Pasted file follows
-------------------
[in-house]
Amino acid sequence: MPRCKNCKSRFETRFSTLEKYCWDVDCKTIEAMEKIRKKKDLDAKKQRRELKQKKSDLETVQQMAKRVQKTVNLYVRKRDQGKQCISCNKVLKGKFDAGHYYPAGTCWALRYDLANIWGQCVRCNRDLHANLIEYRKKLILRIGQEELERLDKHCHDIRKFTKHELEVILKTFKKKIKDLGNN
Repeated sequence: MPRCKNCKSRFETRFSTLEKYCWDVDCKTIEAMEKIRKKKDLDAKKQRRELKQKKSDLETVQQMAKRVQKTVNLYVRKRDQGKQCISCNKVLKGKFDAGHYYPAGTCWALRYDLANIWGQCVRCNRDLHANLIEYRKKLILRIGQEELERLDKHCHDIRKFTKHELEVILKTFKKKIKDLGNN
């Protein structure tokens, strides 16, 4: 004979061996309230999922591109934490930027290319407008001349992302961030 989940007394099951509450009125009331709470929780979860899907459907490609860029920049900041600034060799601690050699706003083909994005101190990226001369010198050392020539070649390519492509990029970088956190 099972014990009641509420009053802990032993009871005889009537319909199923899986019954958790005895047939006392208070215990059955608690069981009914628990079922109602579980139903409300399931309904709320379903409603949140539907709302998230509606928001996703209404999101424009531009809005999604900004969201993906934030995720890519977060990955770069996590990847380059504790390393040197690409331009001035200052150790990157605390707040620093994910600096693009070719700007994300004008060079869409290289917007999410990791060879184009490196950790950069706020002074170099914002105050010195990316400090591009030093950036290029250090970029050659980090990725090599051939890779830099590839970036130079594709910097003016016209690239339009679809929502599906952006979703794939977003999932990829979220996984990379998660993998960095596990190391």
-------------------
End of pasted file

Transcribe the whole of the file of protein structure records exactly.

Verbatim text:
[in-house]
Amino acid sequence: MPRCKNCKSRFETRFSTLEKYCWDVDCKTIEAMEKIRKKKDLDAKKQRRELKQKKSDLETVQQMAKRVQKTVNLYVRKRDQGKQCISCNKVLKGKFDAGHYYPAGTCWALRYDLANIWGQCVRCNRDLHANLIEYRKKLILRIGQEELERLDKHCHDIRKFTKHELEVILKTFKKKIKDLGNN
Repeated sequence: MPRCKNCKSRFETRFSTLEKYCWDVDCKTIEAMEKIRKKKDLDAKKQRRELKQKKSDLETVQQMAKRVQKTVNLYVRKRDQGKQCISCNKVLKGKFDAGHYYPAGTCWALRYDLANIWGQCVRCNRDLHANLIEYRKKLILRIGQEELERLDKHCHDIRKFTKHELEVILKTFKKKIKDLGNN
């Protein structure tokens, strides 16, 4: 004979061996309230999922591109934490930027290319407008001349992302961030 989940007394099951509450009125009331709470929780979860899907459907490609860029920049900041600034060799601690050699706003083909994005101190990226001369010198050392020539070649390519492509990029970088956190 099972014990009641509420009053802990032993009871005889009537319909199923899986019954958790005895047939006392208070215990059955608690069981009914628990079922109602579980139903409300399931309904709320379903409603949140539907709302998230509606928001996703209404999101424009531009809005999604900004969201993906934030995720890519977060990955770069996590990847380059504790390393040197690409331009001035200052150790990157605390707040620093994910600096693009070719700007994300004008060079869409290289917007999410990791060879184009490196950790950069706020002074170099914002105050010195990316400090591009030093950036290029250090970029050659980090990725090599051939890779830099590839970036130079594709910097003016016209690239339009679809929502599906952006979703794939977003999932990829979220996984990379998660993998960095596990190391």